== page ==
The legal status and difficult future of greyhound racing
Next year will be the centenary of the opening of the world’s first commercial greyhound racing track, built in Emeryville, California1. At the time, the town, wedged between Berkeley and Oakland, was a haven for gambling dens, speakeasies and brothels and thus it was thought a greyhound circuit would fit snugly.
Emeryville, where the building of its first dog track predated its first church by 40 years, would later be called the “rottenest city on the Pacific” by US Chief Justice Earl Warren. The track would however only host races for a few months in 1919 as a federal crackdown on illicit gambling and bootlegging ruined the night at the dogs for the e’villes, as the locals liked to call themselves.
But greyhound racing would soon thrive in other parts of the US, notably in Florida, which, post-Prohibition, was one of the first states to legalise gambling on the greyhounds in 1931.
Today, greyhound racing has been illegal for decades in its original state of California and last month Florida banned betting on the sport2. This means that as we approach its centenary as an industry, the sport is effectively dead in the US. And the prognosis internationally is equally grim.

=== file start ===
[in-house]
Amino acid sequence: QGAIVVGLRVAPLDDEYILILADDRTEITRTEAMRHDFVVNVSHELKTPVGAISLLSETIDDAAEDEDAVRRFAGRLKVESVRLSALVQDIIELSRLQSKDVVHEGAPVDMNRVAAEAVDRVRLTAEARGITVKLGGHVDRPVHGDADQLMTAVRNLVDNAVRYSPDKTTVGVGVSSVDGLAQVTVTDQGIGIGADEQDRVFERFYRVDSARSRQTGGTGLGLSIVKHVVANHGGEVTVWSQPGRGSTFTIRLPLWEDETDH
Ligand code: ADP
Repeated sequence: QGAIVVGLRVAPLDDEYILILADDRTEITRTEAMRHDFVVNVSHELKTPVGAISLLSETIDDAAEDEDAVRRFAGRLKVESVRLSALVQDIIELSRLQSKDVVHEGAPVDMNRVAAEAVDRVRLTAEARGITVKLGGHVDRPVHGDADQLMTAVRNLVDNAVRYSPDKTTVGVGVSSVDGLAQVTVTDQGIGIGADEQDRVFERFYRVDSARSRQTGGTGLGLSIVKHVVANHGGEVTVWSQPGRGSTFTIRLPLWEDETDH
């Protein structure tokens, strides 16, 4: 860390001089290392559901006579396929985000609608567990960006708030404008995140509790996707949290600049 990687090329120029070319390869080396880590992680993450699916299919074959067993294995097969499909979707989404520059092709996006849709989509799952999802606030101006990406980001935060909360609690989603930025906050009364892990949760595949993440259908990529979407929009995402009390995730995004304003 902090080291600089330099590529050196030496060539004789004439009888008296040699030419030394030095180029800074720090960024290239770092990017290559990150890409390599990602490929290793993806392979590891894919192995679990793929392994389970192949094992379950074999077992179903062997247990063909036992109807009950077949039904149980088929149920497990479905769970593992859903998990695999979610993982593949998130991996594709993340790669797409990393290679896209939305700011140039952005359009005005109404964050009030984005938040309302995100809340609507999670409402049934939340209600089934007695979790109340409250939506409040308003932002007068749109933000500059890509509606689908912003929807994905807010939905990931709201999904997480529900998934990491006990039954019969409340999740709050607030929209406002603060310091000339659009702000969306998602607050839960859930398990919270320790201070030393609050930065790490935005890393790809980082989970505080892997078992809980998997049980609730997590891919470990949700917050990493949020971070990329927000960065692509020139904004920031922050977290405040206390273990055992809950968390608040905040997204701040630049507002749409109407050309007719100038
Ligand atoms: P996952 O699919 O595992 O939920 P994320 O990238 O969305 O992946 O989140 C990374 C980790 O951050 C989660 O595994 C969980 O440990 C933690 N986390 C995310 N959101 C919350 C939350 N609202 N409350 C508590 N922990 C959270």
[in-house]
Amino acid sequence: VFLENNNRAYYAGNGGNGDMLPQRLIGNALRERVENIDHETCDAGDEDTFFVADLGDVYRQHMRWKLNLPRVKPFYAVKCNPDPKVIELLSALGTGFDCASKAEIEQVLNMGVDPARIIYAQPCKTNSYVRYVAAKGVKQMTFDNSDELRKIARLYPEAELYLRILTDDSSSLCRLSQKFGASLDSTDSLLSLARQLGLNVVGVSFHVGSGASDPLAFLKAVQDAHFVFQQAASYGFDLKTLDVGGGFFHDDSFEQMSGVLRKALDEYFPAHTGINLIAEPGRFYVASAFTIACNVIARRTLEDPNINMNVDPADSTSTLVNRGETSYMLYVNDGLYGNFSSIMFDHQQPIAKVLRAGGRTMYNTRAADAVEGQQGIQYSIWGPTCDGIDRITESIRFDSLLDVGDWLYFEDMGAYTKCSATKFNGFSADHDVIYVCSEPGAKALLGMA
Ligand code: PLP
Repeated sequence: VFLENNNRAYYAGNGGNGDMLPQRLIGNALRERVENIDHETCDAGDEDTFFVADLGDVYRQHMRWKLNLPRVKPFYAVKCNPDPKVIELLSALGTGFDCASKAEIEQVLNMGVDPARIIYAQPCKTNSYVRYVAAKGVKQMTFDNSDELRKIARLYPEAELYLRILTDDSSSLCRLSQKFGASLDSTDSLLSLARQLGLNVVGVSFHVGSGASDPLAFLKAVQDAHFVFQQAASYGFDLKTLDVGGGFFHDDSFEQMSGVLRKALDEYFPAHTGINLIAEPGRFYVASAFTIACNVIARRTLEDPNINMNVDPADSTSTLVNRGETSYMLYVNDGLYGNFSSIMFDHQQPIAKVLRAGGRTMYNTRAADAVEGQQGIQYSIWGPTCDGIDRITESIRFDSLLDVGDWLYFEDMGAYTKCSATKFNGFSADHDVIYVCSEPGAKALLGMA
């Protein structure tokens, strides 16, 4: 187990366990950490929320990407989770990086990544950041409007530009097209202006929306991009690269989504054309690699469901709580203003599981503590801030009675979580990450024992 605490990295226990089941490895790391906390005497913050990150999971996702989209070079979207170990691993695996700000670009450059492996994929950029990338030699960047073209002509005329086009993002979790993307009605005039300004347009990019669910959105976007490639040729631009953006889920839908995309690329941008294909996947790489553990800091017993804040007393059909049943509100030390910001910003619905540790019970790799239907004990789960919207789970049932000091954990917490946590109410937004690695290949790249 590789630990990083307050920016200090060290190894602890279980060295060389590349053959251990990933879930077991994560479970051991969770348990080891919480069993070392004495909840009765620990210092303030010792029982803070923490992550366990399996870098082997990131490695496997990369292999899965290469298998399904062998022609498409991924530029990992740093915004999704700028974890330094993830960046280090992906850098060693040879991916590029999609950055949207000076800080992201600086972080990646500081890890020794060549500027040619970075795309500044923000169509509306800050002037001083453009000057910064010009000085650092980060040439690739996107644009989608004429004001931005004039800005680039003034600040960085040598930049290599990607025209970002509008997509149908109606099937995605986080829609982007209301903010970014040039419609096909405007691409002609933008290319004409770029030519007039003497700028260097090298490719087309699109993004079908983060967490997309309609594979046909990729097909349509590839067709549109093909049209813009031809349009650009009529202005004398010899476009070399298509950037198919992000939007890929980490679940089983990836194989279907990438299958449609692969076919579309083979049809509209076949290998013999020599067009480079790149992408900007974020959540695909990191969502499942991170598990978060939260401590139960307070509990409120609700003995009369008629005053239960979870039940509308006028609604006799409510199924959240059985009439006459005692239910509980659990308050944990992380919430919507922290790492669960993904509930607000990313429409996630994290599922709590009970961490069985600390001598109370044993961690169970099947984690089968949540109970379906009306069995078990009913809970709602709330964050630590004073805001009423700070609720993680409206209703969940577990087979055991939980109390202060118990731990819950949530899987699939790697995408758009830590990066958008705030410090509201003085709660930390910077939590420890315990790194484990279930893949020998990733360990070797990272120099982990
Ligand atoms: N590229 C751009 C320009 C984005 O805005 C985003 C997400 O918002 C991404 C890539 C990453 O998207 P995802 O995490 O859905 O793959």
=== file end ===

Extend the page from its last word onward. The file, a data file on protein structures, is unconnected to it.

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- Tags: Animal Welfare | Australia | Gambling | Governance | Greyhound racing | Mexico | New Zealand | Regulation | United Kingdom (UK) | United States of America (USA)
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Jack Anderson is Special Counsel (Integrity Regulation) at Racing Victoria. Formerly Professor and Director of Sports Law Studies at the University of Melbourne, he has published extensively on sports law, most recently with D Thorpe, A Buti, P Jonson & J Anderson, Sports Law (4th ed, OUP, 2022).
He is a member of World Athletics’ Disciplinary Tribunal, the integrity unit of the International Hockey Federation, and the International Tennis Federation’s Ethics Commission. Jack is an arbitrator on Football Australia’s National Dispute Resolution Chamber, the National Sports Tribunal of Australia and Sport Resolutions UK.